DC parents raise concerns about middle schools (Washington Post via Greater Greater Washington): “Middle schools are the latest hot spot in DC public education. With preschool and elementary enrollment ticking up for the first time in decades, parents and policymakers are scrutinizing the lack of attractive middle-grade options with increasing urgency [...] Without dramatic improvement in middle school quality, the long-term prospects for reform are bleak.” Back in March, we commented on a New York Times piece on the development of middle school pedagogy. Arguably, the “middle years” are neglected nationwide as much of the attention goes towards elementary school (formative years) or high school (pre-college years). Has the same been happening here?
Dismal DCPS Statistics Shared at Council Hearing (DCist): “ afternoon, D.C. Public Schools chancellor Kaya Henderson and other officials appeared in front of the DC Council’s Committee of the Whole to talk about middle school education [...] Among the figures that Henderson and DCPS officials quoted: 18.4 percent of DCPS middle schoolers have missed classes because they didn’t feel safe traveling to school; 13.9 percent of middle school students were afraid of being beaten up at some point in the last year; around 40 percent of DCPS ninth graders repeat the grade, while one in three DCPS ninth graders fail algebra.” In other words, many of the most dire problems in DC middle schools have little to do with academics. Schools need to be effective, absolutely, but they also need to feel safe and protected.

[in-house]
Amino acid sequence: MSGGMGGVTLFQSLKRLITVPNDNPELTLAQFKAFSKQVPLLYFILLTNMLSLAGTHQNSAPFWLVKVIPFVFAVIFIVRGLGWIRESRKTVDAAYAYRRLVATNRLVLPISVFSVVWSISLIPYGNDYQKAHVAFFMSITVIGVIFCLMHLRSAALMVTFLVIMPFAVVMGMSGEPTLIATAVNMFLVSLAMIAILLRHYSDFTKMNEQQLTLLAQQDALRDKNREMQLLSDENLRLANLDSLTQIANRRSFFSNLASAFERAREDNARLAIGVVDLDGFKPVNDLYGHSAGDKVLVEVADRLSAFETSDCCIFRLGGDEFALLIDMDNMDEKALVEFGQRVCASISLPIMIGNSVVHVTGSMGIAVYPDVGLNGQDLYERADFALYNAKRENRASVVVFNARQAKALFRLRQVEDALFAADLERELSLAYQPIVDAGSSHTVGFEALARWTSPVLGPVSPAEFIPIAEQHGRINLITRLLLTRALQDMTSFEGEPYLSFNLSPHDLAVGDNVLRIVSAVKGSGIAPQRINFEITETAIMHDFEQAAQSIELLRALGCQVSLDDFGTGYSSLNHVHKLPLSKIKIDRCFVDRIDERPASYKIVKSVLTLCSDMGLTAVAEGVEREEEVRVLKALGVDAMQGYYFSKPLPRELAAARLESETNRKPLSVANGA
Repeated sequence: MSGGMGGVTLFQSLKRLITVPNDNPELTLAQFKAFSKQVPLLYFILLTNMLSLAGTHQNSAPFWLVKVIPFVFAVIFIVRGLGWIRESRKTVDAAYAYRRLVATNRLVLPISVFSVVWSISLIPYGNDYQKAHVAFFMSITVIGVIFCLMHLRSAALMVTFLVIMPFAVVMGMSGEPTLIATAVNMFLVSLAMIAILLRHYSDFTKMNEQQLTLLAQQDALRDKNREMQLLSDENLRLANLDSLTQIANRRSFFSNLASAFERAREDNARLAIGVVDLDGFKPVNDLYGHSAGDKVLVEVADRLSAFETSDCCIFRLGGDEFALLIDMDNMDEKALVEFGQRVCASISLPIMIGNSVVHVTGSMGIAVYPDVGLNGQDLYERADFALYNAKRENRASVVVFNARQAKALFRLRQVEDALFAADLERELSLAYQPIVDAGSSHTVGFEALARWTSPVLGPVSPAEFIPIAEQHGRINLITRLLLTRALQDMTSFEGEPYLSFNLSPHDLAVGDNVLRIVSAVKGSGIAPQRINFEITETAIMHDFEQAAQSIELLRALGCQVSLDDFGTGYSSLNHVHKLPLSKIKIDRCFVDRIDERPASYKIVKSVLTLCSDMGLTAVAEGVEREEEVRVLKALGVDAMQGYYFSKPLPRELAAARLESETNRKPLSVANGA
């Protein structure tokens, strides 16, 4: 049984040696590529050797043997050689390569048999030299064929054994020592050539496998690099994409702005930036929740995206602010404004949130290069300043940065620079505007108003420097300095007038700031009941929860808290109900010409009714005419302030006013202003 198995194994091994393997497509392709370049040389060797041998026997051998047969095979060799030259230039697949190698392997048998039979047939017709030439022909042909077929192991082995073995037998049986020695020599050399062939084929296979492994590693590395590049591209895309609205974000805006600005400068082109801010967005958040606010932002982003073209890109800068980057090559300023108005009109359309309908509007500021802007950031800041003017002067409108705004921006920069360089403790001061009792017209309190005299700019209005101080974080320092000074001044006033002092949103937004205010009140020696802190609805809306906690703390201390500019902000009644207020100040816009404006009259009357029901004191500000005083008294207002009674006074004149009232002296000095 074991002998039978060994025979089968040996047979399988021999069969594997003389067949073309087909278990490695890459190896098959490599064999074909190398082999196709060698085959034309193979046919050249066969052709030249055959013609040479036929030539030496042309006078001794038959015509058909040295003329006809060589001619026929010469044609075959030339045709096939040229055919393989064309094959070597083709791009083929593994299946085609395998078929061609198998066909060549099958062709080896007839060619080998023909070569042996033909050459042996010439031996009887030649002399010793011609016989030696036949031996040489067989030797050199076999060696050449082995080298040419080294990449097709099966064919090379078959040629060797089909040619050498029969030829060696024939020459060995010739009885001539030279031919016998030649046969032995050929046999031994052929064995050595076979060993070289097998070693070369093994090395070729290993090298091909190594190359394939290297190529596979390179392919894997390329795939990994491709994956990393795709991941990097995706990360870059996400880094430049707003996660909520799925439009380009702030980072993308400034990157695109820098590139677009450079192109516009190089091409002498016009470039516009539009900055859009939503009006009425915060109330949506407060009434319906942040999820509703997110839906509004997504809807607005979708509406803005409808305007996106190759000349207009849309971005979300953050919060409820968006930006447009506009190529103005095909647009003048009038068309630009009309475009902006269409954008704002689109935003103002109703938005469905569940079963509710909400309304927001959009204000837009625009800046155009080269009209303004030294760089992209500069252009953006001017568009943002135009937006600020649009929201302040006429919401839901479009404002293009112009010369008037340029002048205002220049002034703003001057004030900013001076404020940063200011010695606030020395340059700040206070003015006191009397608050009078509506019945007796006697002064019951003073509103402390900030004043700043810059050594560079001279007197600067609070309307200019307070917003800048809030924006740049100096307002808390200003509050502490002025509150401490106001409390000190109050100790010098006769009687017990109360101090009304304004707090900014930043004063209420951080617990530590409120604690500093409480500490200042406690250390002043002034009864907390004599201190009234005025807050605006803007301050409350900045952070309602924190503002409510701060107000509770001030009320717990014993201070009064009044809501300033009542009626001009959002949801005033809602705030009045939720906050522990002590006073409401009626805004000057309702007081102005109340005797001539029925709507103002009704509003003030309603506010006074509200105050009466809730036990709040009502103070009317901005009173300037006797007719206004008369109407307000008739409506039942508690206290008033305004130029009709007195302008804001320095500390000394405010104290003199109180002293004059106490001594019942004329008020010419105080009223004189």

Bill Clinton Leverages Contacts and Genius to Garner $6.5 Billion (Nonprofit Quarterly): “Whether you liked or disliked Clinton’s performance while in office, there’s no question that he has mastered the art of harnessing private-sector muscle — in the form of dollars, publicity, credibility — behind CGI priorities. Part of it is Clinton’s ability to confidently weigh in on nearly any aspect of humanitarian or economic policy while showing that he understands where all the various interest groups on a given issue are coming from.” So why else is the former president so effective, aside from the obvious power of that title? Perhaps because he believes (and can convey) that “everyone of all political hues and stripes ought to be able to find something within CGI to meet their charitable or philanthropic urges.”
The Cultural Alliance annual meeting and the DC Humanities Council salute to innovators (ArtsPost): “The Humanities Council of Washington DC is also gearing up for its annual awards evening October 13. The council has picked six people to receive the Distinguished Service to the Humanities Award.” Among the award recipients is Howard Shalwitz, co-founder and Artistic Director of Woolly Mammoth Theatre Company — which was part of the first-ever Catalogue class of non-profits in 2003 and which is about to launch its 32nd season in downtown DC.